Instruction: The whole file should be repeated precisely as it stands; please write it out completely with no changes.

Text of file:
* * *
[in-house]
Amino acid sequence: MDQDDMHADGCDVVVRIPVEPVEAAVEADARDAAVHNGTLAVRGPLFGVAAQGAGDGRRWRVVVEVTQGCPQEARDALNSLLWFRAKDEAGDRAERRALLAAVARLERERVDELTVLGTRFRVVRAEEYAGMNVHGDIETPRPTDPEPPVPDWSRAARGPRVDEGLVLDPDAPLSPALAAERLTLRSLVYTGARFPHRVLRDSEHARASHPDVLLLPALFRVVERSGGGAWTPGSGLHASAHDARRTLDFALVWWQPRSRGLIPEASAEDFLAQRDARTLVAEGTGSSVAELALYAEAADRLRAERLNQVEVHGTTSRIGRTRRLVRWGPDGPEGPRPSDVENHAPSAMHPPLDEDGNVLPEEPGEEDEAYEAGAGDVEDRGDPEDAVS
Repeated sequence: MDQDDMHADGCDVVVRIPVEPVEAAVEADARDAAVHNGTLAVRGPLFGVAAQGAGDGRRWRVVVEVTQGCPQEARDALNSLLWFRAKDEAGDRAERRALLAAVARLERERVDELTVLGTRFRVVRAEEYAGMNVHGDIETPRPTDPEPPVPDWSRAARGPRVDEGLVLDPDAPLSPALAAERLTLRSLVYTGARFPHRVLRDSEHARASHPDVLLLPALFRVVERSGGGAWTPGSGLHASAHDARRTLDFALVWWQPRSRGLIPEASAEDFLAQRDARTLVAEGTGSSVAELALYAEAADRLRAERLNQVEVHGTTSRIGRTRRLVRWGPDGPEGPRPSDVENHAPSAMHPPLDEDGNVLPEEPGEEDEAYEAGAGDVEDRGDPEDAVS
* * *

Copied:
[in-house]
Amino acid sequence: MDQDDMHADGCDVVVRIPVEPVEAAVEADARDAAVHNGTLAVRGPLFGVAAQGAGDGRRWRVVVEVTQGCPQEARDALNSLLWFRAKDEAGDRAERRALLAAVARLERERVDELTVLGTRFRVVRAEEYAGMNVHGDIETPRPTDPEPPVPDWSRAARGPRVDEGLVLDPDAPLSPALAAERLTLRSLVYTGARFPHRVLRDSEHARASHPDVLLLPALFRVVERSGGGAWTPGSGLHASAHDARRTLDFALVWWQPRSRGLIPEASAEDFLAQRDARTLVAEGTGSSVAELALYAEAADRLRAERLNQVEVHGTTSRIGRTRRLVRWGPDGPEGPRPSDVENHAPSAMHPPLDEDGNVLPEEPGEEDEAYEAGAGDVEDRGDPEDAVS
Repeated sequence: MDQDDMHADGCDVVVRIPVEPVEAAVEADARDAAVHNGTLAVRGPLFGVAAQGAGDGRRWRVVVEVTQGCPQEARDALNSLLWFRAKDEAGDRAERRALLAAVARLERERVDELTVLGTRFRVVRAEEYAGMNVHGDIETPRPTDPEPPVPDWSRAARGPRVDEGLVLDPDAPLSPALAAERLTLRSLVYTGARFPHRVLRDSEHARASHPDVLLLPALFRVVERSGGGAWTPGSGLHASAHDARRTLDFALVWWQPRSRGLIPEASAEDFLAQRDARTLVAEGTGSSVAELALYAEAADRLRAERLNQVEVHGTTSRIGRTRRLVRWGPDGPEGPRPSDVENHAPSAMHPPLDEDGNVLPEEPGEEDEAYEAGAGDVEDRGDPEDAVS